A start-up offering an online platform that predicts the sale price of Australian properties has won $40,000 from Westpac and six months under the wing of start-up incubator BlueChilli, after besting five new businesses pitching their solutions to problems in real estate.
Westpac launched its inaugural innovation challenge in September, offering funding and training for a start-up with the most disruptive business solution for Westpac’s SME and commercial real estate customers.
Just over 100 applicants were whittled down to five over two months. The finalists were last night offered the opportunity to pitch their ideas in front of a live judging panel, which selected the ‘realAs’ property price prediction platform as the winner.
Already live for several months, realAs delivers home buyers and investors forecasts of what properties will sell for before they are snapped up.
It was developed by serial entrepreneur Josh Rowe, whose first start-up launched in the 1990s, offering web hosting to the then-limited internet user base.
After spotting what he identified as a hole in the market and setting out his vision to address it, Rowe approached RMIT to implement the realAs platform, while he retained the global license for the IP.
He last night successfully argued to the judges that the fact that his product was already operating in the market gave him an advantage, and that the funding would now go simply to scale rather than to growth and development.
He claimed almost two-thirds of his website’s predictions came within five percent of the final sale price, and 90 percent were within ten percent of the final price.
The value for real estate agents, he argued, was that by giving a vendor a realistic idea of what the property will sell for, the agent will be able to execute a sale more quickly.
“They can use it as a data point to say ‘hey, come on vendor, let’s be a little bit more realistic about the advertised price,” Rowe said.
The website - which he said is currently attracting 100,000 browsers every month, 40 percent of which return - could also be used as a tool for homeowners to educate themselves on the value of their assets, even when they aren’t in the market to sell or purchase.
The judging panel agreed, and awarded the $40,000 funding pot and six month accelerator program with BlueChilli to Rowe and his team.
“It’s not easy to get into the 22nd floor of the oldest bank of Australia - I’ve worked in corporates before, and I really appreciate the opportunity to do that,” Rowe said.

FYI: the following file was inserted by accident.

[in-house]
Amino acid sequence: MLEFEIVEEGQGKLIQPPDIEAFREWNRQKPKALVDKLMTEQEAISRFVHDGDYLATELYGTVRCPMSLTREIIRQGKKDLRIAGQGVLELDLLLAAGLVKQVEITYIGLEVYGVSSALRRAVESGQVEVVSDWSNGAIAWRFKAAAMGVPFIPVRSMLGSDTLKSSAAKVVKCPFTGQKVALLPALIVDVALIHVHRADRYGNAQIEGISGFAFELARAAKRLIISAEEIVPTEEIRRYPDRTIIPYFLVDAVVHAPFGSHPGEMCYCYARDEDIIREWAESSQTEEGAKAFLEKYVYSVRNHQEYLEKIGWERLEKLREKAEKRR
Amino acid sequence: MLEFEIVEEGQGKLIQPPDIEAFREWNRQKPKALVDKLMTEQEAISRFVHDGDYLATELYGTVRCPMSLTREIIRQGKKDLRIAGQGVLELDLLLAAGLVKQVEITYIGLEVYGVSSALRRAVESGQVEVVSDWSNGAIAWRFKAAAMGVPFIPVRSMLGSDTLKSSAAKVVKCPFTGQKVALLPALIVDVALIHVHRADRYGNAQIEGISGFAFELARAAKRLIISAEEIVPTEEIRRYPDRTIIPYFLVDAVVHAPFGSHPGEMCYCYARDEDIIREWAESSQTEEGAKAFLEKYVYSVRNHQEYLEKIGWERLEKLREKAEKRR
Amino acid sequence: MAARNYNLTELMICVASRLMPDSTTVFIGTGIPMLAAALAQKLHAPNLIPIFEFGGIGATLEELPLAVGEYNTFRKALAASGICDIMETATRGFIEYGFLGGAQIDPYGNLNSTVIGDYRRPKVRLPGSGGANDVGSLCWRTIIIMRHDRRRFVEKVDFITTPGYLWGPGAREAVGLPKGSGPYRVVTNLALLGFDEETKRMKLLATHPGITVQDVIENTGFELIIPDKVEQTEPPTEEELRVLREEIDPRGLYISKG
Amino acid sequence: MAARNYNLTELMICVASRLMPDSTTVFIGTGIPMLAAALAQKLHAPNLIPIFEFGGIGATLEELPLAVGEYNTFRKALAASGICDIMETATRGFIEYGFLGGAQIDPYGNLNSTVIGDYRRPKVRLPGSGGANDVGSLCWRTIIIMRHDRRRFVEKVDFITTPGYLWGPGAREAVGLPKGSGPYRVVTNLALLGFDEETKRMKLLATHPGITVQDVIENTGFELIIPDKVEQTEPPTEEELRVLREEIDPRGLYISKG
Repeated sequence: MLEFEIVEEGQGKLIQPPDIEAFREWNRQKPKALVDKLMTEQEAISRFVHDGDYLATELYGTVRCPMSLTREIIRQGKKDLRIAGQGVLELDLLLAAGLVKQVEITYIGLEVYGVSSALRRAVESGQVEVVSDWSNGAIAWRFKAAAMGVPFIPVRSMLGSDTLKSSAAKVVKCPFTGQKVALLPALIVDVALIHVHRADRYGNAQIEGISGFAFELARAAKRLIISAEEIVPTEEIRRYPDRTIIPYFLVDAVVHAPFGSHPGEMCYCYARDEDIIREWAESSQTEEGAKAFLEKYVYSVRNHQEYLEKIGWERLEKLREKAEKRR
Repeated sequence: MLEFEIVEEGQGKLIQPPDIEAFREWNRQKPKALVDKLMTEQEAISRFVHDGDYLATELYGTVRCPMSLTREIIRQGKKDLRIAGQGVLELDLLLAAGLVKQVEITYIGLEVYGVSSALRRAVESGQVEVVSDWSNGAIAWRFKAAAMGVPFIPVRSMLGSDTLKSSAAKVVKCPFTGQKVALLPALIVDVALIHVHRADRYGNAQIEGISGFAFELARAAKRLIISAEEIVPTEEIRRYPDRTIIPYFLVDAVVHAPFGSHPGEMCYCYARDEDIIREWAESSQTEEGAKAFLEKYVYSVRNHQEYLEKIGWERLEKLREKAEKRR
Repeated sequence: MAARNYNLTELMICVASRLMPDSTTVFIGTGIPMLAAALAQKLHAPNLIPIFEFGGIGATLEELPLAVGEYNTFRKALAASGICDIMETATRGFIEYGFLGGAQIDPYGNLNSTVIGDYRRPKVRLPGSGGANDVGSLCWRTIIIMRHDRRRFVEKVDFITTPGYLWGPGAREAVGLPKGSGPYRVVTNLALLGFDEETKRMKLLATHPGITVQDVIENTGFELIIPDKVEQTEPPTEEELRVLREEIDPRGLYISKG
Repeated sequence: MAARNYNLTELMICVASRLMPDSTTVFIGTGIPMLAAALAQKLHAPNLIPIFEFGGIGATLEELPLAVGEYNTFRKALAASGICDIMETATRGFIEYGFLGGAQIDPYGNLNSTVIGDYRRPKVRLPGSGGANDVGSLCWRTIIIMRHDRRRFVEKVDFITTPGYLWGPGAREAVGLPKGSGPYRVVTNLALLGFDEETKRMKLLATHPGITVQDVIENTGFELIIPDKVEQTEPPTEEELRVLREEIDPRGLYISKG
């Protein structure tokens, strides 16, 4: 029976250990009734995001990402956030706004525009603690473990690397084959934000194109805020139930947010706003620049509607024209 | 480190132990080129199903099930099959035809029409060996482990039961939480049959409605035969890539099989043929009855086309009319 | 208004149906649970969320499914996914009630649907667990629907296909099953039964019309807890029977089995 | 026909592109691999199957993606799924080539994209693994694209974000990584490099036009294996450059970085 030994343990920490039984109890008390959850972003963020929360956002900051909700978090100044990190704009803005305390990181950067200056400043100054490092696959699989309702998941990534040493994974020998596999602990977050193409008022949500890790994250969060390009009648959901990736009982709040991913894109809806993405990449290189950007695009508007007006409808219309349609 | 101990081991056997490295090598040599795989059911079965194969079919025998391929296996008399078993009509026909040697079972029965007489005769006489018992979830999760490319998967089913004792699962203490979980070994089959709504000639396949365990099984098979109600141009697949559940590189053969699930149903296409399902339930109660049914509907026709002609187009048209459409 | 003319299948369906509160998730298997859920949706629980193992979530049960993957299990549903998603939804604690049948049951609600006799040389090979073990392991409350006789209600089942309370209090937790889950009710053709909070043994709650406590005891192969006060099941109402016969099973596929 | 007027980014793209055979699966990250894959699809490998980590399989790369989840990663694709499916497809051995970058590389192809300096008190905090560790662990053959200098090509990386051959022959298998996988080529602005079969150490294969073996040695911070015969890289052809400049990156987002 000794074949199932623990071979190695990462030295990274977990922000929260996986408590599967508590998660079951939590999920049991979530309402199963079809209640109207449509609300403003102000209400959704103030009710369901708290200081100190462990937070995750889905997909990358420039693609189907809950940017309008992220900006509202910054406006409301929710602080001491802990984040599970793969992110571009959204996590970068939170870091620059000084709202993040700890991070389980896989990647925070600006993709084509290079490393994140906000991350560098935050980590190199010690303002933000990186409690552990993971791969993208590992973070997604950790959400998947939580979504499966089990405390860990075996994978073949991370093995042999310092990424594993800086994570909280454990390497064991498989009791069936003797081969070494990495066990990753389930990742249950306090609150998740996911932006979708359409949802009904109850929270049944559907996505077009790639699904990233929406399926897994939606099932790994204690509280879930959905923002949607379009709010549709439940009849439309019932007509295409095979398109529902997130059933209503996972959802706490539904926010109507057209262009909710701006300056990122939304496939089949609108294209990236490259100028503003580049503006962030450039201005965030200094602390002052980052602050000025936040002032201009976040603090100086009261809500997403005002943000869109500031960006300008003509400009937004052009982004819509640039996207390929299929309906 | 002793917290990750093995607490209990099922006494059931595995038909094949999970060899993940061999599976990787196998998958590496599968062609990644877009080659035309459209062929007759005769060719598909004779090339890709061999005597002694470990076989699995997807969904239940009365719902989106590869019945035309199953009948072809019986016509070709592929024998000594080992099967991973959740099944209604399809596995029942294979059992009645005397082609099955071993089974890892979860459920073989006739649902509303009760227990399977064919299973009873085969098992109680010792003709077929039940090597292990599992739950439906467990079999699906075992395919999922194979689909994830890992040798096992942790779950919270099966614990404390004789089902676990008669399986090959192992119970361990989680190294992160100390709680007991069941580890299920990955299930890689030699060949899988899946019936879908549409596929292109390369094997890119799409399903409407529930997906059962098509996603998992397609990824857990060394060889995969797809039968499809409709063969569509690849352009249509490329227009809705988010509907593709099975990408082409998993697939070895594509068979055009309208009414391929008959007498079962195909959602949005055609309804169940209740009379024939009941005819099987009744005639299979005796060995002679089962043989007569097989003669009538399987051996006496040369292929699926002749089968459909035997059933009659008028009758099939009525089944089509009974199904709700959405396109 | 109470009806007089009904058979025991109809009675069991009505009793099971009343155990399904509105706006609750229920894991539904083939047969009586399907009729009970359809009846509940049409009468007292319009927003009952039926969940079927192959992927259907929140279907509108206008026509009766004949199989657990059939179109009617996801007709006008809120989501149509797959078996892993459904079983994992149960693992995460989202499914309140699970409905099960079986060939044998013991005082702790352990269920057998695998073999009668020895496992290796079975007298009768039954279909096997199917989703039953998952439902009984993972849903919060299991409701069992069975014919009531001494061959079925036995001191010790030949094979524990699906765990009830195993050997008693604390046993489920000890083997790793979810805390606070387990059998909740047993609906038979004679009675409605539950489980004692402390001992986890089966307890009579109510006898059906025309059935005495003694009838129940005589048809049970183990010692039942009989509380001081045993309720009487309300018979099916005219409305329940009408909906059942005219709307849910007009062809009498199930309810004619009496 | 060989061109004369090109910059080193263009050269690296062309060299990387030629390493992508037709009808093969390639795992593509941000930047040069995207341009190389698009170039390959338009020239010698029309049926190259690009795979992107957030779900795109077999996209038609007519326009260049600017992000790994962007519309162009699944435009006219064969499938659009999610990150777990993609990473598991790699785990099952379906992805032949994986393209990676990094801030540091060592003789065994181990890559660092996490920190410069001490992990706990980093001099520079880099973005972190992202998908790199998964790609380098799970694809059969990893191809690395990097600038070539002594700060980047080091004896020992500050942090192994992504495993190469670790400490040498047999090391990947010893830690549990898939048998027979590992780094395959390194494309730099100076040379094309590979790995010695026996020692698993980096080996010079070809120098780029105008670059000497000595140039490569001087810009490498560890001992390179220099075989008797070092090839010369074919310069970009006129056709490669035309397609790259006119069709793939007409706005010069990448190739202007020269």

“We plan to invest this money straight back into our product to make it much better for our customers, real estate buyers and agents."
The people’s choice award - which came with a large bottle of Mumm champagne - went to PropertyShares, a crowd funding platform for real estate investors.
The online investment platform aims to help people buy shares in private real estate properties, at values ranging from as little as $1000 to the entire share.
The platform, dreamed up by another serial entreprenuer Scott Price, brings property developers together with accredited investors looking for investment opportunities.
The company screens all development opportunities before advertising them on the site for investment, performing due diligence based on a number of criteria to ensure the developments on offer are high quality and managed for risk, Price said.
Property developers pay a fee to be listed. PropertyShares has started operations with accredited investors only, and plans to scale out when the model is proven.
“Some of you will throw your hands up and say ‘it’s too hard, there’s too much risk, there’s too much regulation’. But that’s exactly what was said about AirBnB and Uber,” Price said.
“Crowd funding in property in Australia will happen. It’s not a matter of what if, it’s when.”
Among the three remaining finalists were:
- a mobile application to streamline the process by which tenants can apply and resolve repairs and other property issues with landlords, property managers and tradesmen;
- the ‘StickyBeak’ solution, which places iBeacon technology inside for-sale properties to deliver relevant content to potential home buyers and allow real estate agents to ensure they are following up the most interested parties;
- an app that analyses social media data to inform potential home buyers and renters how local residents rate an area they are looking to buy into.